Ierapetra is in southeast Crete, in an extremely strategic position controlling the south coast of Crete and the Libyan Sea. Favored both by position and by nature, Ierapetra has always been an important center of the island. It has grown into the largest town in south Crete and a major tourist destination. When you visit it you will find a lively, active town - much more so than Agios Nikolaos or Sitia. Ierapetra, with around 13,000 inhabitants (2001 census), is a seaside town with an exceptional beach at its busy center.
Ierapetra, sunny weather and the highest temperatures in Greece. What makes Ierapetra stand out is that it has the highest average of sunny days and the highest temperatures in Crete and Greece, with an annual average of 20 C. Ierapetra is a town which has everything in abundance, but the one thing you won’t need here is an umbrella, since it rarely rains. According to the experts, the mountains of West and Central Crete act as barriers, stopping the clouds on their way to Ierapetra.
Ierapetra is one of the most fertile areas in Greece, and therefore one of the most productive. Its inhabitants mainly cultivate greenhouse fruit and vegetables, exporting them to many European countries. The list is a long one, but until recently Ierapetra was not one of the most attractive towns in Crete or Greece. In recent years, however, there have been efforts to prettify it. The restructuring of the coastal road has indeed improved it a great deal, making it ideal for a stroll and somewhere to sit for lunch or an evening drink with a view of the sea. The town of Ierapetra has pretty corners to discover, making you forget that you’re in a busy place with a slight traffic problem and the general hustle and bustle of a town in constant motion.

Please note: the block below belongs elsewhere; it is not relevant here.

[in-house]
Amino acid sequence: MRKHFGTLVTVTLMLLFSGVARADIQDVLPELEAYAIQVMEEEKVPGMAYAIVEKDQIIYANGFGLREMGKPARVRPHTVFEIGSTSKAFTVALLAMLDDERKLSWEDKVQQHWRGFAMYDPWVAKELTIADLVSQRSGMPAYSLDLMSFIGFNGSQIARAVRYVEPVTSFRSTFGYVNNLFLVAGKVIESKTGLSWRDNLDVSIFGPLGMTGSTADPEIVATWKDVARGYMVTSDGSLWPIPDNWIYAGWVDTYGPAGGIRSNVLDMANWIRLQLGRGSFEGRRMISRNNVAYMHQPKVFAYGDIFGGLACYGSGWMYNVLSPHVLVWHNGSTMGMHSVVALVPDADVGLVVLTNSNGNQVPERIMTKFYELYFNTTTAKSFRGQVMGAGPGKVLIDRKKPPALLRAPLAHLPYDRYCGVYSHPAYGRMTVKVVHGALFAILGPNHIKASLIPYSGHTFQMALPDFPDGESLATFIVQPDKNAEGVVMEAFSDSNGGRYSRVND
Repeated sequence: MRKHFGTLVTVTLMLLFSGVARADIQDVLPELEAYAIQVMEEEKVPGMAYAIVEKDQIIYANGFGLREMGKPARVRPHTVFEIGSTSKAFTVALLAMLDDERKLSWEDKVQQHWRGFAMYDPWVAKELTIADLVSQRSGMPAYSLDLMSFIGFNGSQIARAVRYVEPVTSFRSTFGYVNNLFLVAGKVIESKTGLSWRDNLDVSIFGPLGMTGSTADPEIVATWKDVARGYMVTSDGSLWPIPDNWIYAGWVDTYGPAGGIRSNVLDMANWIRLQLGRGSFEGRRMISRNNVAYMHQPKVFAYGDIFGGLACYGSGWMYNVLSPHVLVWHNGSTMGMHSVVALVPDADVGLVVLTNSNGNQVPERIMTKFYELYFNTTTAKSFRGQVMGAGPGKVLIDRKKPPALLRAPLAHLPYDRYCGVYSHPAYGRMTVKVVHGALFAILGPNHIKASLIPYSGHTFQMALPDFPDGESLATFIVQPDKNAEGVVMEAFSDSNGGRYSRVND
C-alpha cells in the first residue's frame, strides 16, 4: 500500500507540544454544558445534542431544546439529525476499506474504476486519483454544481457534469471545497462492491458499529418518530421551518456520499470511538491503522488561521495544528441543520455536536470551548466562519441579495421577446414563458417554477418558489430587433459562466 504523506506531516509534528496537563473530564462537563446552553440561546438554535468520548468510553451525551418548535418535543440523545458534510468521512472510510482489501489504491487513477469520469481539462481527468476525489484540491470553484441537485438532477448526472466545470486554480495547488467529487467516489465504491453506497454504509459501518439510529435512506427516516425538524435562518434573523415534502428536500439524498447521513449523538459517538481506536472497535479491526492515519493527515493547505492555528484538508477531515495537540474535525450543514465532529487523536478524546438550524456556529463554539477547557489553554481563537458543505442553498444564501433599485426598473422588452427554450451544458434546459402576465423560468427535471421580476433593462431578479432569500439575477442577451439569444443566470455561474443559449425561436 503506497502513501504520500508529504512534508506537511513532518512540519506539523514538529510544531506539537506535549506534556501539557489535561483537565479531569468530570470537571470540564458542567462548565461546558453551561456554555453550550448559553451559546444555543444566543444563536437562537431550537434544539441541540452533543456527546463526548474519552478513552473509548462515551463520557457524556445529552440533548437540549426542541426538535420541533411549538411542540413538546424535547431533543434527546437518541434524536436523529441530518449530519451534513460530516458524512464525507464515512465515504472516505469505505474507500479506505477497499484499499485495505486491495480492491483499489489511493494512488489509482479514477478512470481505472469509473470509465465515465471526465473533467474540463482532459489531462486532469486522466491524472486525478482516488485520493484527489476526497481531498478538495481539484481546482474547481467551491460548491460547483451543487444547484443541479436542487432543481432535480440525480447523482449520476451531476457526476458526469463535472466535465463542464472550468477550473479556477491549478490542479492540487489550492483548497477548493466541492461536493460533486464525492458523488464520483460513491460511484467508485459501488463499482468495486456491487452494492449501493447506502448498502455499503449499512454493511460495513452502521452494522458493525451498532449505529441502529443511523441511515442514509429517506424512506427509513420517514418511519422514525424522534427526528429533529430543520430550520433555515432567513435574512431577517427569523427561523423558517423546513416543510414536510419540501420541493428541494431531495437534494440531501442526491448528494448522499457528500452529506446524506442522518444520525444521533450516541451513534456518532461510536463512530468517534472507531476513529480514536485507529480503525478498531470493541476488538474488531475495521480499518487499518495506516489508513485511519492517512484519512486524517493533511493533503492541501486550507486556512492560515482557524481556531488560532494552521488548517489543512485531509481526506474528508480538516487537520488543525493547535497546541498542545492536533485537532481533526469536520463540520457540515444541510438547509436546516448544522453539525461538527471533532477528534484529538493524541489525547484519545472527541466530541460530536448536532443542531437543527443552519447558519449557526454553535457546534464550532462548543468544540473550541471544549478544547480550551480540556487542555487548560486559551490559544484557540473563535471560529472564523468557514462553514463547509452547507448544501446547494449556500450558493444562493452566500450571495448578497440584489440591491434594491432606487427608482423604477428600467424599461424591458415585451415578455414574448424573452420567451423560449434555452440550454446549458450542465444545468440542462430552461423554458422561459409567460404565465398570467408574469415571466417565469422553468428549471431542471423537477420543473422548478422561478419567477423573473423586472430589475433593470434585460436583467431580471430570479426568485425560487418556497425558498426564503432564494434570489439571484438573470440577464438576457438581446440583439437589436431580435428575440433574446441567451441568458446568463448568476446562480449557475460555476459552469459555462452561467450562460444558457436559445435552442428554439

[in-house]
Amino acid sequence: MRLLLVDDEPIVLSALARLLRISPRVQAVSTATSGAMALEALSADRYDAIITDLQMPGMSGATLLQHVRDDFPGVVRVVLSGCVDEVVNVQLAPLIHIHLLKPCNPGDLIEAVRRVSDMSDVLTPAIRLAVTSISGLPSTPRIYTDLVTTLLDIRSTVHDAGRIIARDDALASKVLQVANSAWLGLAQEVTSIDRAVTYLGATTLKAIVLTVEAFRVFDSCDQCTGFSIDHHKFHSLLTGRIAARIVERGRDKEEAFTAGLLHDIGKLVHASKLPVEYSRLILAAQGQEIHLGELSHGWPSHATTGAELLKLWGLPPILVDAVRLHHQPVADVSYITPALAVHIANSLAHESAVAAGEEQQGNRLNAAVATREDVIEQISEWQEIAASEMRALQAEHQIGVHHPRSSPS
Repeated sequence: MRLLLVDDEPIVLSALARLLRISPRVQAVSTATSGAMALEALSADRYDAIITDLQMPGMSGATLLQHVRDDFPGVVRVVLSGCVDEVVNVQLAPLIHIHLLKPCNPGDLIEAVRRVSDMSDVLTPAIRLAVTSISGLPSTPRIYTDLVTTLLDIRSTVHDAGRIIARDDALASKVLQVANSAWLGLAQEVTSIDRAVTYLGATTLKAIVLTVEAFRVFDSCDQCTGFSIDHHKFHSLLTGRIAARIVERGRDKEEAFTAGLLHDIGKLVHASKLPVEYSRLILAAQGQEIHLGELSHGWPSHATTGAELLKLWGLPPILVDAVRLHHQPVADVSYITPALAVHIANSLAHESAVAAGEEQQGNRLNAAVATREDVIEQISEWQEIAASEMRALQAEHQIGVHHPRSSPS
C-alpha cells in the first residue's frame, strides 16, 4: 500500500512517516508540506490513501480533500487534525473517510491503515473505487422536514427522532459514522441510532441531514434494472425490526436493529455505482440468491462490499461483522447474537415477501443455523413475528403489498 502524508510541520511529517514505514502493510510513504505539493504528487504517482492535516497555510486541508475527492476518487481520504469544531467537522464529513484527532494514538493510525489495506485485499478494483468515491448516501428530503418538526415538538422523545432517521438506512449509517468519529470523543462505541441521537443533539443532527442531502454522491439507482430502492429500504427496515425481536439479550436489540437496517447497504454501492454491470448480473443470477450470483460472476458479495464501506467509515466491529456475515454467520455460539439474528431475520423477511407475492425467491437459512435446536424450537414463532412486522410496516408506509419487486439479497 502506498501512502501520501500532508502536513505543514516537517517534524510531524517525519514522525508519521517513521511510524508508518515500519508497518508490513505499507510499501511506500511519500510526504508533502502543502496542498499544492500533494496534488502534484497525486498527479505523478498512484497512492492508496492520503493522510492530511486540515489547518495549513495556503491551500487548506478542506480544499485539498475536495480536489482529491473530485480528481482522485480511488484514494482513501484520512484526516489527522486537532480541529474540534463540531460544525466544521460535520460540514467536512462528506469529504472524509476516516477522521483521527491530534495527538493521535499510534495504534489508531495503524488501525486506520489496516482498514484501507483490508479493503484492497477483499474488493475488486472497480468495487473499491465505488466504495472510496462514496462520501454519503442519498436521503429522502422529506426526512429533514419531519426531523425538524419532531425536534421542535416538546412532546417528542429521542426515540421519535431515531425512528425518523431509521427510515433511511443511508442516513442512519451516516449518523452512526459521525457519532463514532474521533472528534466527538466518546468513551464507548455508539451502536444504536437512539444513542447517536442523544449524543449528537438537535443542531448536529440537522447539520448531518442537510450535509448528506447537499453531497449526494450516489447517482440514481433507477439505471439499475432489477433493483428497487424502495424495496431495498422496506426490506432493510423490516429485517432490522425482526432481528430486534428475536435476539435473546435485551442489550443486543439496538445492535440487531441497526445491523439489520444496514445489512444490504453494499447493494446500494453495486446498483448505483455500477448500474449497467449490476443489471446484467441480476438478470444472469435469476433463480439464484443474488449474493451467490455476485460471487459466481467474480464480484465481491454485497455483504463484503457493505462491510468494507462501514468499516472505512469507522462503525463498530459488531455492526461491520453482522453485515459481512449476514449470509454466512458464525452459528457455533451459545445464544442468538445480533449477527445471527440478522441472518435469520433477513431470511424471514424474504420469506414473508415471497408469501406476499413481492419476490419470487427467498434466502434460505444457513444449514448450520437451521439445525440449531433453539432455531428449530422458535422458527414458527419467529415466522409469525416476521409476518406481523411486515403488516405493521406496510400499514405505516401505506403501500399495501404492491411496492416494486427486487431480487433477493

General information about Ierapetra
One main draw to the town of Ierapetra is the imposing fort built to protect the town from pirates and sea raiders. The fort, built by the Venetians and known by the locals as the "Kales", has been erected on the top of the southernmost area of the ancient harbour. There is a local myth saying it was built by the Genoese pirate Pescadores in 1212. It is one of those monuments of the past which, because of its solid construction and the fact that it was still garrisoned until the final years of the last century, still exists today to serve as a reminder of some of the nation´s most difficult times. In fact Ierapetra was one of the last towns to hold out against the Roman invaders in Crete.